The Chicago Fed National Activity Index was -1.80 in June, up from -2.30 in May. All four broad categories of indicators continued to make negative contributions to the index, with employment and housing-related indicators accounting for much of the weakness in June.
The three-month moving average, CFNAI-MA3, was -2.12 in June, up from -2.65 in the previous month. June’s CFNAI-MA3 suggests that growth in national economic activity was well below its historical trend. With regard to inflation, the amount of economic slack reflected in the CFNAI-MA3 indicates low inflationary pressure from economic activity over the coming year.
The increase in the index was primarily due to the production and income category of indicators. This category made a smaller negative contribution to the index in June, -0.32, compared with its contribution in May, -0.70. The smaller negative contribution was driven by the fact that total industrial production decreased 0.4% in June after declining 1.2% in May.
Employment-related indicators also improved in June with a contribution of -0.82, up from -0.96 in May. Total nonfarm payroll employment declined 467,000 in June after decreasing 322,000 in the previous month. However, the increase in unemployment slowed in June as the unemployment rate inched up 0.1% after increasing 0.5% in May. In addition, manufacturing employment decreased 136,000 in June after declining 156,000 in the previous month.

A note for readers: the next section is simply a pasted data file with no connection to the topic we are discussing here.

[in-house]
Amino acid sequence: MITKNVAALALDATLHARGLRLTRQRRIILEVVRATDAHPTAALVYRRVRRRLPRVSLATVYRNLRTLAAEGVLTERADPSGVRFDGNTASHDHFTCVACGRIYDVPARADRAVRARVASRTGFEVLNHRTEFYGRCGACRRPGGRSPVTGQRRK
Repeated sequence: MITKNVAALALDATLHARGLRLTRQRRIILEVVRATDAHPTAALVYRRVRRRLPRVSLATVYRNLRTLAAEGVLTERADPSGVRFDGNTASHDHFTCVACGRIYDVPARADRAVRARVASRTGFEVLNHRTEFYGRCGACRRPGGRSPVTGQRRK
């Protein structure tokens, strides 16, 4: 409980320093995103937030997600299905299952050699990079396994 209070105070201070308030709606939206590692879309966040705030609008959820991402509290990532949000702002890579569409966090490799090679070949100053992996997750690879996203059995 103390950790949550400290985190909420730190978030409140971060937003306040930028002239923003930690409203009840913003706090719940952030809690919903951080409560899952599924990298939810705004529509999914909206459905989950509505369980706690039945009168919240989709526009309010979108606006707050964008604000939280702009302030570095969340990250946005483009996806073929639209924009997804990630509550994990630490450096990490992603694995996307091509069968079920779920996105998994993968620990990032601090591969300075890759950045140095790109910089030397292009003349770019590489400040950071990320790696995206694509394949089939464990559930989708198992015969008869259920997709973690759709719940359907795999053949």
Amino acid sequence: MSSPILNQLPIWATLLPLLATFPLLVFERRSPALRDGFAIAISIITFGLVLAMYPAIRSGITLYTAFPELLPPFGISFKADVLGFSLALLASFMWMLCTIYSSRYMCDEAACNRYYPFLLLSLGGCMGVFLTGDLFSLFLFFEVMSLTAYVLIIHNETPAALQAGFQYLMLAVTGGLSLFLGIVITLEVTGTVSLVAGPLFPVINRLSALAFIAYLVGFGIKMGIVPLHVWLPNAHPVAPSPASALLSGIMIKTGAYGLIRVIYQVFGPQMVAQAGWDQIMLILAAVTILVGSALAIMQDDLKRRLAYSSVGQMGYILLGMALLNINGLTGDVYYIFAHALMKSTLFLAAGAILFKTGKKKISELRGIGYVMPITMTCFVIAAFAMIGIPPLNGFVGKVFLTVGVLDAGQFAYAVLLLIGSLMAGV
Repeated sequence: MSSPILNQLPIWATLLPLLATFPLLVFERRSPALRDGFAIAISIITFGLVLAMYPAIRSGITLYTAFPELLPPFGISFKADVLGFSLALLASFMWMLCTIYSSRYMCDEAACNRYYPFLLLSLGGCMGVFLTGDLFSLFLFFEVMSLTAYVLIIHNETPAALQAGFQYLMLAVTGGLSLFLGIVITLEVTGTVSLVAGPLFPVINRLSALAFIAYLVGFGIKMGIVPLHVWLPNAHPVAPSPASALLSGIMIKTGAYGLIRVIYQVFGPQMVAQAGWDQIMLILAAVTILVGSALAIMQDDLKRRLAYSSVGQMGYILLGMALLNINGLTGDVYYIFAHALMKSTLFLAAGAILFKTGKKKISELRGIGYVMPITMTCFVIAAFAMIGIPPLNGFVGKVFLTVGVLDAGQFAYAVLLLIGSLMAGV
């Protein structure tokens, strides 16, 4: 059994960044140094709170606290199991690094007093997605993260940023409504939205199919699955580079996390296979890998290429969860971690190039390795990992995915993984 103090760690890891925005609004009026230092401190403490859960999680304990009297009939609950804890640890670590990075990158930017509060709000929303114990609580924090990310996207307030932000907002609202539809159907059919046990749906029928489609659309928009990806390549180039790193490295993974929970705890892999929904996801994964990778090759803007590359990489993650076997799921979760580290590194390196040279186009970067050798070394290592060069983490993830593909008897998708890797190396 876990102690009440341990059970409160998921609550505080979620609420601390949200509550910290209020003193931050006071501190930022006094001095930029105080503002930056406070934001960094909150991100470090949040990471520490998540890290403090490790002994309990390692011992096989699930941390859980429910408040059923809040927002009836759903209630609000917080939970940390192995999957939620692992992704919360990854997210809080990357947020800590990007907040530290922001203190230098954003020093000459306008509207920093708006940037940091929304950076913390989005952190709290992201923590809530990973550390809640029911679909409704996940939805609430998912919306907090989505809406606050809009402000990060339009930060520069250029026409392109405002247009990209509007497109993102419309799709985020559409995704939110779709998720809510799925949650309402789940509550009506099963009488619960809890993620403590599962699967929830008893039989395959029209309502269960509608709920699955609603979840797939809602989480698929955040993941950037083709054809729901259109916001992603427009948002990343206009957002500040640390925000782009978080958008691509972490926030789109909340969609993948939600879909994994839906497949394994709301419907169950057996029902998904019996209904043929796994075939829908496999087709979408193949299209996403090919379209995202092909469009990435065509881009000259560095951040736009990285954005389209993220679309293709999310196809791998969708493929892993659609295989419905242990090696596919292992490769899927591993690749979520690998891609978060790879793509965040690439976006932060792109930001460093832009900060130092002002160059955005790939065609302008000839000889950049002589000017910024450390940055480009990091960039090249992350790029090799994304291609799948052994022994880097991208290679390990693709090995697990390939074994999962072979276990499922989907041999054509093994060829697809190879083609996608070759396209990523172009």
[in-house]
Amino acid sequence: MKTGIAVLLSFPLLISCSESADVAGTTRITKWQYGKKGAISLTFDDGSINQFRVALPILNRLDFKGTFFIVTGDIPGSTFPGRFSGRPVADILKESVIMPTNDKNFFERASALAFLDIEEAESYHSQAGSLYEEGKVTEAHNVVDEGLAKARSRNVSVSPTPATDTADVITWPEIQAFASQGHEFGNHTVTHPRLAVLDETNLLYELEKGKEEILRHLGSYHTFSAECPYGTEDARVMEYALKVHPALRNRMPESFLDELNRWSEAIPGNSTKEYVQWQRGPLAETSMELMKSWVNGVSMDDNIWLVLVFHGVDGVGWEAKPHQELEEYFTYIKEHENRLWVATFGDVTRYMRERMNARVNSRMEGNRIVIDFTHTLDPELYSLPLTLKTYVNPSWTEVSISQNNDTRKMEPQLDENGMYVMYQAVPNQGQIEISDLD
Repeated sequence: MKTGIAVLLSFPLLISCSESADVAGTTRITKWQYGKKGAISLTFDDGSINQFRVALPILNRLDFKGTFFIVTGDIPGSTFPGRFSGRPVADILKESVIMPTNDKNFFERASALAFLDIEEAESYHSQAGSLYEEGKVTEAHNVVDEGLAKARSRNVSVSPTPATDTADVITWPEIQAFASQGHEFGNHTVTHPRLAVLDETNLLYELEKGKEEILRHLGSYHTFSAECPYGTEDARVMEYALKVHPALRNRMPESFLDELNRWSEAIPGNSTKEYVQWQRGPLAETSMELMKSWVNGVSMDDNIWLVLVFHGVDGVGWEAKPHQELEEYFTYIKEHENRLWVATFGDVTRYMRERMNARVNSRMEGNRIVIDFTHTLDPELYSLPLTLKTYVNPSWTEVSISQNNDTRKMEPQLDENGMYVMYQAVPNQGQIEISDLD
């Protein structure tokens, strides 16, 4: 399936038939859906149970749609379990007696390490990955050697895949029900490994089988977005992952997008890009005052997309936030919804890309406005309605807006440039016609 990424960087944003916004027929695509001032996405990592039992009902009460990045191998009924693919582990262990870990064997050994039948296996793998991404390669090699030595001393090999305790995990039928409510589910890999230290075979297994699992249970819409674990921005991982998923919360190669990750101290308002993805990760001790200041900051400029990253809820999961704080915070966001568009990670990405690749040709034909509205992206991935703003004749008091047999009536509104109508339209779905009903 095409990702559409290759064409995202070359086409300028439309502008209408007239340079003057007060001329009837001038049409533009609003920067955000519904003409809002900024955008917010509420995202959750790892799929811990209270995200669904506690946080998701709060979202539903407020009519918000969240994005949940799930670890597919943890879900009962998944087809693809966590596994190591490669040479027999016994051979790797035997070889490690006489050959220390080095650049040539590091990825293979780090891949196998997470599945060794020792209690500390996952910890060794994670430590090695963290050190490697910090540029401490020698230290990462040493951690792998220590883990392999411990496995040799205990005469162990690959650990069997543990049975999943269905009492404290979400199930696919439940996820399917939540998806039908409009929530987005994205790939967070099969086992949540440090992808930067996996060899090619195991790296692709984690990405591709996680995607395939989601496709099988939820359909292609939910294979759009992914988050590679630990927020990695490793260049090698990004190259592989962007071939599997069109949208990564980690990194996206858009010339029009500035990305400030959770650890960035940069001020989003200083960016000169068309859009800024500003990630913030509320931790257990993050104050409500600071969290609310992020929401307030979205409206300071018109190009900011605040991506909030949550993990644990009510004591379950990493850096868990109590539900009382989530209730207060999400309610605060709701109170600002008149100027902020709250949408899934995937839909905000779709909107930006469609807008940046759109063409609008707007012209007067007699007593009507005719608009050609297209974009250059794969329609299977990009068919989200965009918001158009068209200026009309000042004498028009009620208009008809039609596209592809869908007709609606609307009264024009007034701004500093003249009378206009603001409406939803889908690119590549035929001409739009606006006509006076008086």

The consumption and housing category’s contribution to the index improved slightly to -0.51 in June, following a contribution of -0.53 in May. Housing starts increased to 582,000 annualized units in June from 562,000 in the previous month; and building permits rose to 563,000 annualized units in June from 518,000 in May. The sales, orders, and inventories category also made a negative contribution of -0.14 in June after contributing -0.11 in May.
Fifteen of the 85 individual indicators made positive contributions to the index in June, while 70 made negative contributions. Fifty-two indicators improved from May to June, while 33 indicators deteriorated. Of the improved indicators, 44 made negative contributions. The index was constructed using data available as of July 17, 2009. At that time, June data for 49 of the 85 indicators had been published. For all missing data, estimates were used in constructing the index. The May monthly index was unrevised from an initial estimate of -2.30.